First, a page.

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Is Apple's hot-selling iPhone prone to sunburn?

By Andrew Heining / July 1, 2009

A customer watches a Michael Jackson video on an iPhone 3GS at a Tokyo store June 26.

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Somehow this doesn't seem like the kind of tan most people look forward to in the summer.

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Reports have been trickling in that Apple's new iPhone 3GS gets too hot too handle (no, not because of pornography) during some uses – and may even heat up so much that white cases turn brown or pink.

PC World's Melissa J. Perenson reports that her iPhone got mighty toasty when she was using it last week:

I don't recall how long I had been using the handset, but I was making my way steadily along The Oregon Trail, thank you. And at some point, I became aware the handset had become very hot. Very, very hot -- not just on the back, but the entire length of the front face, too. I was using a game, and then later the Web browser for reading the news about Michael Jackson, all over a Wi-Fi connection while plugged in. And in those circumstances, well...toasty doesn't even describe how surprisingly hot it got. It was too hot to even put the phone against my face.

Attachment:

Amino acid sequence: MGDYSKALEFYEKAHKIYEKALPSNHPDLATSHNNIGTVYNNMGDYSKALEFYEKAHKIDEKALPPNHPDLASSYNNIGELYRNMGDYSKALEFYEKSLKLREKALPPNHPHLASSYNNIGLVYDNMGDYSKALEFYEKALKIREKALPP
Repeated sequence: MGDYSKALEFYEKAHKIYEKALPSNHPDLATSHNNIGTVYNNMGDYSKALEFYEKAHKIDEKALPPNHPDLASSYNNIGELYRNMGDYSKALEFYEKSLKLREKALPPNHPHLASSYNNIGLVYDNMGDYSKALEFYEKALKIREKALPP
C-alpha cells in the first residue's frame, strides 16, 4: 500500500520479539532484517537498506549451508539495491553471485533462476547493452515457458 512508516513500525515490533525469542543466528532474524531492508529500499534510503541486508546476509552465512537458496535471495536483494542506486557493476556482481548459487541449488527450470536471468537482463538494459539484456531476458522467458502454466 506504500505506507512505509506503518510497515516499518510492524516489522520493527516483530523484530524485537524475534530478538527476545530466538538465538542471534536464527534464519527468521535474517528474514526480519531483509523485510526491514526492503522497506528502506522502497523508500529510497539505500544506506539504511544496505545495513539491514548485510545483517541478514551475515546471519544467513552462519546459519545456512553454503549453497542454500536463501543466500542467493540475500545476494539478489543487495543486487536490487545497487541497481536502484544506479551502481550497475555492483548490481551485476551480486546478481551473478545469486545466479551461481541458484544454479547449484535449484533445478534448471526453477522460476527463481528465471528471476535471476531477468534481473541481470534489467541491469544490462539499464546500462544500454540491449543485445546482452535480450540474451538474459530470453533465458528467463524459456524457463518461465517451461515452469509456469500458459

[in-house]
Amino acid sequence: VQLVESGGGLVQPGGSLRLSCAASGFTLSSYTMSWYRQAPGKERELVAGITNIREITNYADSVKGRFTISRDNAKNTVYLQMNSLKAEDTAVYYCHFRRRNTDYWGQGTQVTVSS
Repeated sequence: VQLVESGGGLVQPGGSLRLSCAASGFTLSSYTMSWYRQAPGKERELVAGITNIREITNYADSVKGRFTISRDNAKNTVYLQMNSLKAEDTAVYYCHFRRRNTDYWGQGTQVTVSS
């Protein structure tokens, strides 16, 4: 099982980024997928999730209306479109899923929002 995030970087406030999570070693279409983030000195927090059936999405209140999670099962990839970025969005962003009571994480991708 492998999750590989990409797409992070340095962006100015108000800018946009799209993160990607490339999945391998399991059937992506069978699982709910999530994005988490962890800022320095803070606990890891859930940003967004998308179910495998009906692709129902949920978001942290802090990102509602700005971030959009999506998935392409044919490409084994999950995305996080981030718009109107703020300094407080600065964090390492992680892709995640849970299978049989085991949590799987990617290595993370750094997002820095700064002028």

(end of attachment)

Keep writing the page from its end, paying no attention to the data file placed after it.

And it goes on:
Apple hasn't released any official word on overheating or discoloration, and has closed a large thread on its discussion forums on the issue. This page, however, from the company's support site acknowledges the danger excessively hot temperatures pose to the device, and advises against leaving it in a car on a hot day, in direct sunlight for extended amounts of time, or, most interestingly, "using certain applications in hot conditions or direct sunlight for long periods of time, such as GPS tracking in a car on a sunny day or listening to music while in direct sunlight." Sound like the iPhone's a vampire to anyone else?

But the reports of discoloration didn't occur as a result of being outside or left in a car. This report from MacNN has it occurring around the battery, and from normal use.

For what it's worth, forum users and PC World's David Coursey report that a visit to an Apple retail store for an overheating iPhone can result in a replacement, if Apple determines there's something amiss, but it's done on a case-by-case basis.

What's your experience? Horizons blogger Amy Farnsworth and other Monitor iPhone 3GS owners report no overheating or discoloration, but what about you, readers? Is your iPhone heating up or changing colors? Let us know in the comments, or on Twitter.

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